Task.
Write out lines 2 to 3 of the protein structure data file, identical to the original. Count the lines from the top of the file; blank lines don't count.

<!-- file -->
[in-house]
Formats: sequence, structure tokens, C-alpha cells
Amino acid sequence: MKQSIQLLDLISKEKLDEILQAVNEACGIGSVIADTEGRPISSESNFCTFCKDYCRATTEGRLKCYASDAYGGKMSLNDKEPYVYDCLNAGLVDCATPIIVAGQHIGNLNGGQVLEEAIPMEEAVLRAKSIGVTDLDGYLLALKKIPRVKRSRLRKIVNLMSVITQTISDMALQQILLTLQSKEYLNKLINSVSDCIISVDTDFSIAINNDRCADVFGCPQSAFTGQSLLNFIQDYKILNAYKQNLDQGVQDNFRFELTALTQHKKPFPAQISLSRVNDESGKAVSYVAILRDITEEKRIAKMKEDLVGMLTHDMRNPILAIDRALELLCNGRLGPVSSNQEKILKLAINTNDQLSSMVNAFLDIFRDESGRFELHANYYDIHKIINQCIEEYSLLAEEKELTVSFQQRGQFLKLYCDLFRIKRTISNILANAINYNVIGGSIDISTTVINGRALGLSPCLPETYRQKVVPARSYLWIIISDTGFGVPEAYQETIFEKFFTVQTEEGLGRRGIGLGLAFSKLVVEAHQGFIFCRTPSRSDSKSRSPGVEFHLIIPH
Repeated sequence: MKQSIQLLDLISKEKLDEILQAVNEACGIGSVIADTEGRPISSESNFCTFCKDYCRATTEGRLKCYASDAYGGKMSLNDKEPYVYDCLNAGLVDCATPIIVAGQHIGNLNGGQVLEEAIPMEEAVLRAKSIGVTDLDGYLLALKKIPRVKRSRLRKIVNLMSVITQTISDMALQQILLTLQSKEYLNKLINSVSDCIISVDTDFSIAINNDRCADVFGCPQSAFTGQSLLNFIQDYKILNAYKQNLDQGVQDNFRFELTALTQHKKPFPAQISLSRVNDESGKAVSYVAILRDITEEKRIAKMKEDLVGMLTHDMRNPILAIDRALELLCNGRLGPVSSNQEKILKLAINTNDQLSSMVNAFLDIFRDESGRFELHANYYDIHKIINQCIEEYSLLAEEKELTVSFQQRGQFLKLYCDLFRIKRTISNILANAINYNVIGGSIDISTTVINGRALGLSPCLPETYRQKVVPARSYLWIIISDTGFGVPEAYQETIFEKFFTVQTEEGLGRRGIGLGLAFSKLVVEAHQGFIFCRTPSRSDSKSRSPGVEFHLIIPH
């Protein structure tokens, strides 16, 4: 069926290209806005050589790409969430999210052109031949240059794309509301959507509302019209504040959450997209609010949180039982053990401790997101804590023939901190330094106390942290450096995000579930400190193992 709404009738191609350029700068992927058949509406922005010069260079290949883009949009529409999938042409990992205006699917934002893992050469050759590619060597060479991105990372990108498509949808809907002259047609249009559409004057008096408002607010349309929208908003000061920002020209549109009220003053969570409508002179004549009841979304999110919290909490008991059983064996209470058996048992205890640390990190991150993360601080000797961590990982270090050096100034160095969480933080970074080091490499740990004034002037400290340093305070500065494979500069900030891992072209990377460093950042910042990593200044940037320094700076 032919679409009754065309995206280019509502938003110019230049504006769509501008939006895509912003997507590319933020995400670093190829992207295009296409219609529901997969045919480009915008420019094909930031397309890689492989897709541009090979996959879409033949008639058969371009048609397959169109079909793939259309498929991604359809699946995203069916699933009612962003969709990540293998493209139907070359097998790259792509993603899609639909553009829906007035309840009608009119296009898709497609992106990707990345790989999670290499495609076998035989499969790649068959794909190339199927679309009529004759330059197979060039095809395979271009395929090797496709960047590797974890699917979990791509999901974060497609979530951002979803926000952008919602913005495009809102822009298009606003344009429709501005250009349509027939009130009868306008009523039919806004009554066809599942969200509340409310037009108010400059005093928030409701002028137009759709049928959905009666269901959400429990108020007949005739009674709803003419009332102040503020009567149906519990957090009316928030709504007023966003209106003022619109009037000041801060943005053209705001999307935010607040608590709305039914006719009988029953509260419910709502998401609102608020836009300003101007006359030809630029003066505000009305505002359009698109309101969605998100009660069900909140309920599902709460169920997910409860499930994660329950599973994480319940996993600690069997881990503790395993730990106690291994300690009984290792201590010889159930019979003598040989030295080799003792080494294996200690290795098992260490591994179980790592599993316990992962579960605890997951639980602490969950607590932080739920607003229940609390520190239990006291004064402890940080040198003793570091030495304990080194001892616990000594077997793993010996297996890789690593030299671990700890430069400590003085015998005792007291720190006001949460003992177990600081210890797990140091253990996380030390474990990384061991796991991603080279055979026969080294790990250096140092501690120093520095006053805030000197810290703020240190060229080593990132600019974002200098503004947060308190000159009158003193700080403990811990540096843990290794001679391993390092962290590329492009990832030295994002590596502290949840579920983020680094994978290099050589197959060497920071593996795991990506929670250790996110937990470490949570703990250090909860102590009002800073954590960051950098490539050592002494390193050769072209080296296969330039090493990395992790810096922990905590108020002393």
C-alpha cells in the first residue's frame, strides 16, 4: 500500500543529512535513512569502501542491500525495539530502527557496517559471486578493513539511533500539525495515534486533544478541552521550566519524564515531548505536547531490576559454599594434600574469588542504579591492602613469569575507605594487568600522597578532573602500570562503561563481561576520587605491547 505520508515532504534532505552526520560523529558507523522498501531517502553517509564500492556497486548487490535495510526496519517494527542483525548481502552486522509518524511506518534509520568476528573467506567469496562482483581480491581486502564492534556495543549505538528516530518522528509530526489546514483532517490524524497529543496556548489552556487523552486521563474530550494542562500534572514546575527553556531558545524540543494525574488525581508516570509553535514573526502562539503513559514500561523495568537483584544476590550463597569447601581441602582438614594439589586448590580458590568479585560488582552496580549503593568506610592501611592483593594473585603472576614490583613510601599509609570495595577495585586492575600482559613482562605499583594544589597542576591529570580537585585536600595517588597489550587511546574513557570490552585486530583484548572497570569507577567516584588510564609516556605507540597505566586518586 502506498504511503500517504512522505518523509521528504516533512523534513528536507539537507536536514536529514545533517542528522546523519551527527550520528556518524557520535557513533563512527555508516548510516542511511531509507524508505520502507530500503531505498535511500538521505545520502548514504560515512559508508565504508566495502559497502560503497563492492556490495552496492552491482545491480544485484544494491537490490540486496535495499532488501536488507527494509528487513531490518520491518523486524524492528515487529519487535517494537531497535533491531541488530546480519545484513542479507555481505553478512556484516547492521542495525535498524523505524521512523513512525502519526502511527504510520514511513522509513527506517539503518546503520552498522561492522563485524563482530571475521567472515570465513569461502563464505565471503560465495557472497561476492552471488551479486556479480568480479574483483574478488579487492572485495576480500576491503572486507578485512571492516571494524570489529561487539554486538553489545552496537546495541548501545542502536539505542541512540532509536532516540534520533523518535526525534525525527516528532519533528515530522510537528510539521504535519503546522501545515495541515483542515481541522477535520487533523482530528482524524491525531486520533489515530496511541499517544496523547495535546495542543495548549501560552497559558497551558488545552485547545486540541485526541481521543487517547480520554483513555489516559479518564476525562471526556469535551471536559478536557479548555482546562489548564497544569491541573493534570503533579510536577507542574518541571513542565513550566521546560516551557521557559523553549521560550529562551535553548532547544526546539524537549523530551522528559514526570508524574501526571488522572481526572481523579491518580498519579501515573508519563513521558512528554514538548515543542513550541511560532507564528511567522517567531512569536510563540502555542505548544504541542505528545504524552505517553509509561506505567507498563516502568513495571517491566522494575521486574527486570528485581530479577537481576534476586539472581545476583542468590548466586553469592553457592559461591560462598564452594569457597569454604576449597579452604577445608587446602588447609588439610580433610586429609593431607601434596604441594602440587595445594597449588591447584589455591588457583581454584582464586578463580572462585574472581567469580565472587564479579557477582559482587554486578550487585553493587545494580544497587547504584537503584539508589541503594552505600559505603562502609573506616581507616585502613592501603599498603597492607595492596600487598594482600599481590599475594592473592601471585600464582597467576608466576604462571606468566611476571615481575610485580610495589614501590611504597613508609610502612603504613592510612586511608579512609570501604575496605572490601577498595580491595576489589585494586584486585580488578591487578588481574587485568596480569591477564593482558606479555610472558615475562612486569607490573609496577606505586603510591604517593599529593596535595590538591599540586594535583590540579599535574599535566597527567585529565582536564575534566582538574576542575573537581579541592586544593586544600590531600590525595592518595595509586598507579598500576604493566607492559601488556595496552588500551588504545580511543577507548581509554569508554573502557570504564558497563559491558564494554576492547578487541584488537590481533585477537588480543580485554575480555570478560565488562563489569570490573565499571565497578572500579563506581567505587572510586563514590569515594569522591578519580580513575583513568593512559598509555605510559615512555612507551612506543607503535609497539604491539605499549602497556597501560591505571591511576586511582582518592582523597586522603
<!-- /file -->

Formats: sequence, structure tokens, C-alpha cells
Amino acid sequence: MKQSIQLLDLISKEKLDEILQAVNEACGIGSVIADTEGRPISSESNFCTFCKDYCRATTEGRLKCYASDAYGGKMSLNDKEPYVYDCLNAGLVDCATPIIVAGQHIGNLNGGQVLEEAIPMEEAVLRAKSIGVTDLDGYLLALKKIPRVKRSRLRKIVNLMSVITQTISDMALQQILLTLQSKEYLNKLINSVSDCIISVDTDFSIAINNDRCADVFGCPQSAFTGQSLLNFIQDYKILNAYKQNLDQGVQDNFRFELTALTQHKKPFPAQISLSRVNDESGKAVSYVAILRDITEEKRIAKMKEDLVGMLTHDMRNPILAIDRALELLCNGRLGPVSSNQEKILKLAINTNDQLSSMVNAFLDIFRDESGRFELHANYYDIHKIINQCIEEYSLLAEEKELTVSFQQRGQFLKLYCDLFRIKRTISNILANAINYNVIGGSIDISTTVINGRALGLSPCLPETYRQKVVPARSYLWIIISDTGFGVPEAYQETIFEKFFTVQTEEGLGRRGIGLGLAFSKLVVEAHQGFIFCRTPSRSDSKSRSPGVEFHLIIPH